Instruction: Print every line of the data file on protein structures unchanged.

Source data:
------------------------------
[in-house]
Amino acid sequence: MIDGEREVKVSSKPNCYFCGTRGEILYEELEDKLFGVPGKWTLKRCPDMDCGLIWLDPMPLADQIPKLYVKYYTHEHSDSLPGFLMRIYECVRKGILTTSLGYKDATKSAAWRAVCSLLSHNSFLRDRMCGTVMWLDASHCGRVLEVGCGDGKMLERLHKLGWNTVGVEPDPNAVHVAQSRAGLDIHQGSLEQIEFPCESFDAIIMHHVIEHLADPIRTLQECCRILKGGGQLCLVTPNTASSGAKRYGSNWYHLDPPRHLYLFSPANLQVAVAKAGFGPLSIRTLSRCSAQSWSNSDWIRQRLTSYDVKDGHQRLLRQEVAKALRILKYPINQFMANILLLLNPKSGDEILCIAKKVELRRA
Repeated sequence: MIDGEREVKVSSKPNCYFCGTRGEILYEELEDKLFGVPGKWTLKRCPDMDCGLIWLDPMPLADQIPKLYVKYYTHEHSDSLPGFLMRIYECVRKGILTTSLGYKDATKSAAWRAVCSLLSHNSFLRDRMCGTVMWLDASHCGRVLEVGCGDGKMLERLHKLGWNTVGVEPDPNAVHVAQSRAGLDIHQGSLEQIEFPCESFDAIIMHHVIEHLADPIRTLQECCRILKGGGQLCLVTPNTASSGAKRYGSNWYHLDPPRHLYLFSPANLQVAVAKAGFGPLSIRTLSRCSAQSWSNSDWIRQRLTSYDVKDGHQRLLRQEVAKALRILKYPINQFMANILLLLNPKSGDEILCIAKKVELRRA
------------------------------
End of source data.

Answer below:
[in-house]
Amino acid sequence: MIDGEREVKVSSKPNCYFCGTRGEILYEELEDKLFGVPGKWTLKRCPDMDCGLIWLDPMPLADQIPKLYVKYYTHEHSDSLPGFLMRIYECVRKGILTTSLGYKDATKSAAWRAVCSLLSHNSFLRDRMCGTVMWLDASHCGRVLEVGCGDGKMLERLHKLGWNTVGVEPDPNAVHVAQSRAGLDIHQGSLEQIEFPCESFDAIIMHHVIEHLADPIRTLQECCRILKGGGQLCLVTPNTASSGAKRYGSNWYHLDPPRHLYLFSPANLQVAVAKAGFGPLSIRTLSRCSAQSWSNSDWIRQRLTSYDVKDGHQRLLRQEVAKALRILKYPINQFMANILLLLNPKSGDEILCIAKKVELRRA
Repeated sequence: MIDGEREVKVSSKPNCYFCGTRGEILYEELEDKLFGVPGKWTLKRCPDMDCGLIWLDPMPLADQIPKLYVKYYTHEHSDSLPGFLMRIYECVRKGILTTSLGYKDATKSAAWRAVCSLLSHNSFLRDRMCGTVMWLDASHCGRVLEVGCGDGKMLERLHKLGWNTVGVEPDPNAVHVAQSRAGLDIHQGSLEQIEFPCESFDAIIMHHVIEHLADPIRTLQECCRILKGGGQLCLVTPNTASSGAKRYGSNWYHLDPPRHLYLFSPANLQVAVAKAGFGPLSIRTLSRCSAQSWSNSDWIRQRLTSYDVKDGHQRLLRQEVAKALRILKYPINQFMANILLLLNPKSGDEILCIAKKVELRRA